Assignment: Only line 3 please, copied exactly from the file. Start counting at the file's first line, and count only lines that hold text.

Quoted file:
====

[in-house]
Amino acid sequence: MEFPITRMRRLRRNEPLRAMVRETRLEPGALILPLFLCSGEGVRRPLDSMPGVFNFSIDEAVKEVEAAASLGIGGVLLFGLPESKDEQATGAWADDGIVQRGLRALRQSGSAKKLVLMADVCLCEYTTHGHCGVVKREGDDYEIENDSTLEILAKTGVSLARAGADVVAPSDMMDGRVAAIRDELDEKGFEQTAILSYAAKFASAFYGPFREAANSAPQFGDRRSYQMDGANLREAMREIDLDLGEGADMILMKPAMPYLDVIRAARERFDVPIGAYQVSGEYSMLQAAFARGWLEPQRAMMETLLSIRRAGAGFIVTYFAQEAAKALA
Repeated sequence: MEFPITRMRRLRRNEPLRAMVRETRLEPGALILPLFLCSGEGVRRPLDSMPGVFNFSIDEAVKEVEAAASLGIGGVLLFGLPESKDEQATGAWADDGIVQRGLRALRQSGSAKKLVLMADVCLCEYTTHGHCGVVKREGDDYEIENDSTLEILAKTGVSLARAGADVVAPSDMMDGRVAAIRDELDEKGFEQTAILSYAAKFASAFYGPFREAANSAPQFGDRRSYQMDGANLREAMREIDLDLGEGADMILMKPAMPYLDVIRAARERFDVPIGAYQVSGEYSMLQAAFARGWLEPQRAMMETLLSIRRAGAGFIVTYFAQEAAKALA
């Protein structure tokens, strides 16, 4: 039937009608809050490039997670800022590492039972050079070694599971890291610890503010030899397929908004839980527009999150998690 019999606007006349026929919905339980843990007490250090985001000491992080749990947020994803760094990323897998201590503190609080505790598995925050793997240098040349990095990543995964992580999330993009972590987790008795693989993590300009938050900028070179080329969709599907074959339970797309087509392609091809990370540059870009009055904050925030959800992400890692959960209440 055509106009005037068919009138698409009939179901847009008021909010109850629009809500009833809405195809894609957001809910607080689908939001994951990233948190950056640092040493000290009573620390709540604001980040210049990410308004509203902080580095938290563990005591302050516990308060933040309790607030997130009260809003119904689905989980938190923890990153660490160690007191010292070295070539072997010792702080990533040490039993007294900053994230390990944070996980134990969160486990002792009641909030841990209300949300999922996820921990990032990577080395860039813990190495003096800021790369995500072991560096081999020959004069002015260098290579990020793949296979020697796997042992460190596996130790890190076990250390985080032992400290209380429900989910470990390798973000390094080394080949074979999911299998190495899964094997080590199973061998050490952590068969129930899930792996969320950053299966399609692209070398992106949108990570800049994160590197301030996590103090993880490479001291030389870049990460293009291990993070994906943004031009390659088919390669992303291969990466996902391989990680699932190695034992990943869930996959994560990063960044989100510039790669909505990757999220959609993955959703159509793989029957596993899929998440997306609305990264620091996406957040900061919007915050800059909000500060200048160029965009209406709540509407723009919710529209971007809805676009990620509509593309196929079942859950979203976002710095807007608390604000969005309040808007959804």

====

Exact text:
Repeated sequence: MEFPITRMRRLRRNEPLRAMVRETRLEPGALILPLFLCSGEGVRRPLDSMPGVFNFSIDEAVKEVEAAASLGIGGVLLFGLPESKDEQATGAWADDGIVQRGLRALRQSGSAKKLVLMADVCLCEYTTHGHCGVVKREGDDYEIENDSTLEILAKTGVSLARAGADVVAPSDMMDGRVAAIRDELDEKGFEQTAILSYAAKFASAFYGPFREAANSAPQFGDRRSYQMDGANLREAMREIDLDLGEGADMILMKPAMPYLDVIRAARERFDVPIGAYQVSGEYSMLQAAFARGWLEPQRAMMETLLSIRRAGAGFIVTYFAQEAAKALA